Health information management professionals play an integral role in determining whether their organizations embrace big data and use it effectively, according to an article in the October issue of the Journal of the American Health Information Management Association.
HIM pros, according to the authors, should urge key stakeholders to seize on data analysis as a strategic asset that that can improve care, create efficiencies and cut costs for providers, researchers and management.
Kristen Wilson-Jones, vice president of data and online services for Sacramento-based Sutter Health, told the authors that big data will allow healthcare organizations to apply "mass personalization" similar to that used in consumer product design and manufacturing. Meanwhile, Murali Ramanathan, Ph.D., lead researcher at SUNY Buffalo, said big data can and will take research to a whole new level.
"We can now rapidly analyze larger data sets including thousands of genetic variations, many environmental factors, and the interaction between them to gain valuable new insights that weren't possible before," he said.
Indeed, the University of Texas M.D. Anderson Cancer Center, in announcing an ambitious initiative to fight eight cancers last month, cited improved computing capabilities among the factors fueling its effort. What's more, a new genomic supercomputing platform unveiled last week can speed cancer genome analysis from months to just seconds.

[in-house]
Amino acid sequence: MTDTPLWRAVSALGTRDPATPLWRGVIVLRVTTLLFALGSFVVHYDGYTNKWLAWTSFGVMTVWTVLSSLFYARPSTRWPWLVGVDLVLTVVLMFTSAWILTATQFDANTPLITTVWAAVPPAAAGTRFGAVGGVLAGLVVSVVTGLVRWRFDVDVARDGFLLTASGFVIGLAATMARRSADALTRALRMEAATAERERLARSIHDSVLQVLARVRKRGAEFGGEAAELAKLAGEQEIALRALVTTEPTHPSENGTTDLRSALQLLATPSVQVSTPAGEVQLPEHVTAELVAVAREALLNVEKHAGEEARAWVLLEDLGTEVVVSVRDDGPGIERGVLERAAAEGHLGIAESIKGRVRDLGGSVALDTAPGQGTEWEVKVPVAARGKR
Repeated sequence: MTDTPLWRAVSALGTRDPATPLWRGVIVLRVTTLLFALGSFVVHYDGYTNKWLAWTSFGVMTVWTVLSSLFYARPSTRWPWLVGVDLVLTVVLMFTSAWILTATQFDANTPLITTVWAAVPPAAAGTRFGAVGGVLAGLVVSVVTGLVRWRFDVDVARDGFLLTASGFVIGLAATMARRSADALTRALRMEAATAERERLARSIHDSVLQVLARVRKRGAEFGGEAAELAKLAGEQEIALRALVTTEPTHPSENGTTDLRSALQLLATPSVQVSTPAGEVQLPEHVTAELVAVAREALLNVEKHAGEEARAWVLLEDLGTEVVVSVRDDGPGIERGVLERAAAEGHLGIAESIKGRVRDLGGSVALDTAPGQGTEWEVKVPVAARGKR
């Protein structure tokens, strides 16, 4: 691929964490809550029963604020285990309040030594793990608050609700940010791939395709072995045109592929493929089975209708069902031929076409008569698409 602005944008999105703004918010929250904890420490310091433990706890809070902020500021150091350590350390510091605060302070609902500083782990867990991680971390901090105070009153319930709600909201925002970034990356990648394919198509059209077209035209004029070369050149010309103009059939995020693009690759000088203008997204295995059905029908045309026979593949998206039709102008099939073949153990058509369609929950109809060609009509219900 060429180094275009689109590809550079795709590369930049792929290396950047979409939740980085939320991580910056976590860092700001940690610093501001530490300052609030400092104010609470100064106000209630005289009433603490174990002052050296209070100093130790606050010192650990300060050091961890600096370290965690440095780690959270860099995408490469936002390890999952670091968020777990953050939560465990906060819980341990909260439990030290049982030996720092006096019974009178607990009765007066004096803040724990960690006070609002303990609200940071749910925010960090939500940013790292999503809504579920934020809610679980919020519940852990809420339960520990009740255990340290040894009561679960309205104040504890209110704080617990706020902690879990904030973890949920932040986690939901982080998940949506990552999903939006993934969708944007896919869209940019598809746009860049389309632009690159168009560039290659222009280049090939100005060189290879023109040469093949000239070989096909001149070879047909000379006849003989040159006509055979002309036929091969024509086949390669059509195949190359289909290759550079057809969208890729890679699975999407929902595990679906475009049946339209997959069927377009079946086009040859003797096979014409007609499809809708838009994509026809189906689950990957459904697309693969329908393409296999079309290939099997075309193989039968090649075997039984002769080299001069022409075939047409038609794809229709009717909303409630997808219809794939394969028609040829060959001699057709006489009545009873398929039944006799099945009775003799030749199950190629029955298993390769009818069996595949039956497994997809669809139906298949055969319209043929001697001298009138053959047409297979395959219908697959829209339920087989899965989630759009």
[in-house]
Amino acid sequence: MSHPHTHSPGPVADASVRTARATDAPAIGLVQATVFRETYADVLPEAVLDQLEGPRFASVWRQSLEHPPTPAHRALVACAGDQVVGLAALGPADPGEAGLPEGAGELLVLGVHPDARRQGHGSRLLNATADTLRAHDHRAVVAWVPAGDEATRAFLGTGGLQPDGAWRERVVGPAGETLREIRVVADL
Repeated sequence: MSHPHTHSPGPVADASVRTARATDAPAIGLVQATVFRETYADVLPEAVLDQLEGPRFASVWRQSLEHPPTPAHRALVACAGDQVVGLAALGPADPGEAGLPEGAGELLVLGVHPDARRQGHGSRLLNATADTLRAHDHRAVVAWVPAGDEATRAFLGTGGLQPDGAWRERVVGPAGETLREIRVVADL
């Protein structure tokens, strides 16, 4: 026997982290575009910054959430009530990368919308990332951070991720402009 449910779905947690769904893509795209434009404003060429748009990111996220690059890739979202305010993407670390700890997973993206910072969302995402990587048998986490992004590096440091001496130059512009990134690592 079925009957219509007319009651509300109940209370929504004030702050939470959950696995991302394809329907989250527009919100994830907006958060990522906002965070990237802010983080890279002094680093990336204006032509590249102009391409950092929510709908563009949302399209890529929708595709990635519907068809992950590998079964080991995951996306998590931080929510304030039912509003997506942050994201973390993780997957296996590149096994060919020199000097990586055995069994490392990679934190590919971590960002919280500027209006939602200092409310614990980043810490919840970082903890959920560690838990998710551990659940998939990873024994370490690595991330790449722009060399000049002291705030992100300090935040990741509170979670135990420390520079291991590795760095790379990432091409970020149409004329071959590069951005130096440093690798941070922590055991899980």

In a discussion of basic elements of big data success, the authors said that establishing data governance and defining data objectives were tops on the priority list. Among data's uses, they said, are analyzing data in motion, such as real-time ICU monitoring; research for discovery and experimentation; and fraud detection and monitoring.
"From a broad perspective, HIM professionals should ensure that industry leadership understands the value that HIM brings to big data," the authors said.
With massive amounts of data collected, the next step is figuring out how to take action based on that data, the authors added. Researchers in Pakistan, for instance, have applied statistical analysis to Google Flu Trends in an effort to turn it into an early warning system for epidemics.
That sort of real-time predictive analysis is far from the norm, according to a recent CHIME survey. But forward-looking decision-making based on data remains the Holy Grail in many organizations' plans.
To learn more:
- read the article